Rheumatology nurse practitioners' perceptions of their role

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Abstract

Objectives: To identify the current practices of rheumatology nurse practitioners and ascertain their perceptions of how their role could be enhanced.

Method: A cross-sectional questionnaire study of currently employed nurse practitioners in rheumatology in the United Kingdom (UK) was undertaken.

Results: 200 questionnaires were distributed and 118 nurses responded. Ninety-five respondents met the inclusion criteria for undertaking an advanced nursing role. Typical conditions dealt with included: rheumatoid arthritis (96.8%); psoriatic arthritis (95.8%); osteoarthritis (63.2%); ankylosing spondylitis (62.8%); systemic lupus erythematosus (51.6%); and scleroderma (34.7%). Drug monitoring, education, counselling of patients and arranging basic investigations were routinely performed by more than 80% of respondents. A smaller proportion performed an extended role that included dealing with referrals, research and audit, the administration of intra-articular injections, and admission of patients.

Specific attributes identified as being necessary for competence were: knowledge and understanding of rheumatic diseases (48.4%); drug therapy (33.7%); good communication skills (35.8%); understanding of the roles of the team (27.4%); working effectively (23.2%) as part of a multidisciplinary team; assessment of patients by physical examination (28.4%); teaching (26.3%), research (17.9%); organizational skills (14.7%); and the interpretation of investigations (9.5%). Factors that could enhance their role included: attendance at postgraduate courses (30.5%); obtaining further qualifications (13.7%); active participation in the delivery of medical education (41.1%); training in practical procedures (31.6%); protected time and resources for audit and research (11.6%); formal training in counselling (11.6%); and implementation of nurse prescribing (10.5%).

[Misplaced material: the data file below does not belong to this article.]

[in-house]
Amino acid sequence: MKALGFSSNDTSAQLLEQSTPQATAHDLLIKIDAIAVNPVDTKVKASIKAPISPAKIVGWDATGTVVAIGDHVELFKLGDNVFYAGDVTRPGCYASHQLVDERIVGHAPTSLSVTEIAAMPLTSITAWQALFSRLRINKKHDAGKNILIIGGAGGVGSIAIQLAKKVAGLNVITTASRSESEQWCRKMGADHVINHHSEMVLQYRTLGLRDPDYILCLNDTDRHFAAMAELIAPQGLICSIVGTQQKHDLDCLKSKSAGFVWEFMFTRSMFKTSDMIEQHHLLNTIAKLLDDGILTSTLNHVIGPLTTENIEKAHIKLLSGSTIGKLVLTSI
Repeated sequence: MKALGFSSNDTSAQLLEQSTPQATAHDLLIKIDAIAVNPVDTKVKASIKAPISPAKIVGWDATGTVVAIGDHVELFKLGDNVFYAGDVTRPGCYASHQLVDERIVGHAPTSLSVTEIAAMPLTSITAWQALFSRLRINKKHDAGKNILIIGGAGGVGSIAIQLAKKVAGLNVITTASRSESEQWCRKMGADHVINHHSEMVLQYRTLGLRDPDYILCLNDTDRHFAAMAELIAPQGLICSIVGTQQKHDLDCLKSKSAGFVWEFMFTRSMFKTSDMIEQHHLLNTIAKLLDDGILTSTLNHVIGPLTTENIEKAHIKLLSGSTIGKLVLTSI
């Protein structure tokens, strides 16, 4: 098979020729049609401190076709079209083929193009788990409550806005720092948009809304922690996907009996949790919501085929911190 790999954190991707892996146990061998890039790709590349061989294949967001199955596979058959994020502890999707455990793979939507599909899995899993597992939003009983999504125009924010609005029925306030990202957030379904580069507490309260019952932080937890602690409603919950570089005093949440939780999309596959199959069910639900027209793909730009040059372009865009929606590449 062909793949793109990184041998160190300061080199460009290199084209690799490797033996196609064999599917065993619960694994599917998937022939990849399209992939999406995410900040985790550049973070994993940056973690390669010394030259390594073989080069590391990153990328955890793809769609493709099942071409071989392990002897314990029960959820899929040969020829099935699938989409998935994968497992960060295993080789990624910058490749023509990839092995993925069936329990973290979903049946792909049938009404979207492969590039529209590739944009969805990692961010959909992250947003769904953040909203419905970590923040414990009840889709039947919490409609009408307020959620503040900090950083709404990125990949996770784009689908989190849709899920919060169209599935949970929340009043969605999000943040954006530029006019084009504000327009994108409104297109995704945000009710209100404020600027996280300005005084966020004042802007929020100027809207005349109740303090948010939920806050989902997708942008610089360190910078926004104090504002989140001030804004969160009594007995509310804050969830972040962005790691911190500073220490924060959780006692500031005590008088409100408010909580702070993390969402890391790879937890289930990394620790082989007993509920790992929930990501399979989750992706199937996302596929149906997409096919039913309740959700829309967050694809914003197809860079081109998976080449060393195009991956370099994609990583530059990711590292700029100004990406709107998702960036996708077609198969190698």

Conclusion: Nurse practitioners already have a wide remit and play an invaluable part in the delivery of modern rheumatology services. An extended role could improve patient care and enhance nursing career pathways in rheumatology. Copyright © 2006 John Wiley & Sons, Ltd.

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